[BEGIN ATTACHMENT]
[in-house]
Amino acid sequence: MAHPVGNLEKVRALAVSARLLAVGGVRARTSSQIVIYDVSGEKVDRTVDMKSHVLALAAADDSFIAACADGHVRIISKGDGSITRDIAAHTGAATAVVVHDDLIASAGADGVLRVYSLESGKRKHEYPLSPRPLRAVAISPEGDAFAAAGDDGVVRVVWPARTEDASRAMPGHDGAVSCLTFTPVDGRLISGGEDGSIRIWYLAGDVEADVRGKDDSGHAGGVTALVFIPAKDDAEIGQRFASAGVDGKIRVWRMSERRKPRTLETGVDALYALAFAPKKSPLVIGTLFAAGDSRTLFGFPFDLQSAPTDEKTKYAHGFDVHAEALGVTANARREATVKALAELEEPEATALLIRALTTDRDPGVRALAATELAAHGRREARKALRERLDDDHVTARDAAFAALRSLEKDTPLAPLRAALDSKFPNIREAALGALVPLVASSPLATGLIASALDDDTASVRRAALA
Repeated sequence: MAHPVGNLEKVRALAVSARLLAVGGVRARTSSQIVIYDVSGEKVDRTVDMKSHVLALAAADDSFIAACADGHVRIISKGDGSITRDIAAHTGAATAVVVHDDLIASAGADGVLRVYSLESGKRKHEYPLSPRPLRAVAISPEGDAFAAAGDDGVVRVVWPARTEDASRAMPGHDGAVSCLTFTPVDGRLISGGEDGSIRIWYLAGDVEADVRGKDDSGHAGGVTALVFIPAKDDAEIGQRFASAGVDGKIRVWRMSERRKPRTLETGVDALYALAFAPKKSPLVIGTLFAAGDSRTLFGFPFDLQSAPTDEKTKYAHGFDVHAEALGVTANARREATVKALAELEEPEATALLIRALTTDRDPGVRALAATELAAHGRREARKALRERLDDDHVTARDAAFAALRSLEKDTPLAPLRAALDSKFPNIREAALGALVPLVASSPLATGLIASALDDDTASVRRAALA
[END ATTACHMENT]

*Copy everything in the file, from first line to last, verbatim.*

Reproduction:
[in-house]
Amino acid sequence: MAHPVGNLEKVRALAVSARLLAVGGVRARTSSQIVIYDVSGEKVDRTVDMKSHVLALAAADDSFIAACADGHVRIISKGDGSITRDIAAHTGAATAVVVHDDLIASAGADGVLRVYSLESGKRKHEYPLSPRPLRAVAISPEGDAFAAAGDDGVVRVVWPARTEDASRAMPGHDGAVSCLTFTPVDGRLISGGEDGSIRIWYLAGDVEADVRGKDDSGHAGGVTALVFIPAKDDAEIGQRFASAGVDGKIRVWRMSERRKPRTLETGVDALYALAFAPKKSPLVIGTLFAAGDSRTLFGFPFDLQSAPTDEKTKYAHGFDVHAEALGVTANARREATVKALAELEEPEATALLIRALTTDRDPGVRALAATELAAHGRREARKALRERLDDDHVTARDAAFAALRSLEKDTPLAPLRAALDSKFPNIREAALGALVPLVASSPLATGLIASALDDDTASVRRAALA
Repeated sequence: MAHPVGNLEKVRALAVSARLLAVGGVRARTSSQIVIYDVSGEKVDRTVDMKSHVLALAAADDSFIAACADGHVRIISKGDGSITRDIAAHTGAATAVVVHDDLIASAGADGVLRVYSLESGKRKHEYPLSPRPLRAVAISPEGDAFAAAGDDGVVRVVWPARTEDASRAMPGHDGAVSCLTFTPVDGRLISGGEDGSIRIWYLAGDVEADVRGKDDSGHAGGVTALVFIPAKDDAEIGQRFASAGVDGKIRVWRMSERRKPRTLETGVDALYALAFAPKKSPLVIGTLFAAGDSRTLFGFPFDLQSAPTDEKTKYAHGFDVHAEALGVTANARREATVKALAELEEPEATALLIRALTTDRDPGVRALAATELAAHGRREARKALRERLDDDHVTARDAAFAALRSLEKDTPLAPLRAALDSKFPNIREAALGALVPLVASSPLATGLIASALDDDTASVRRAALA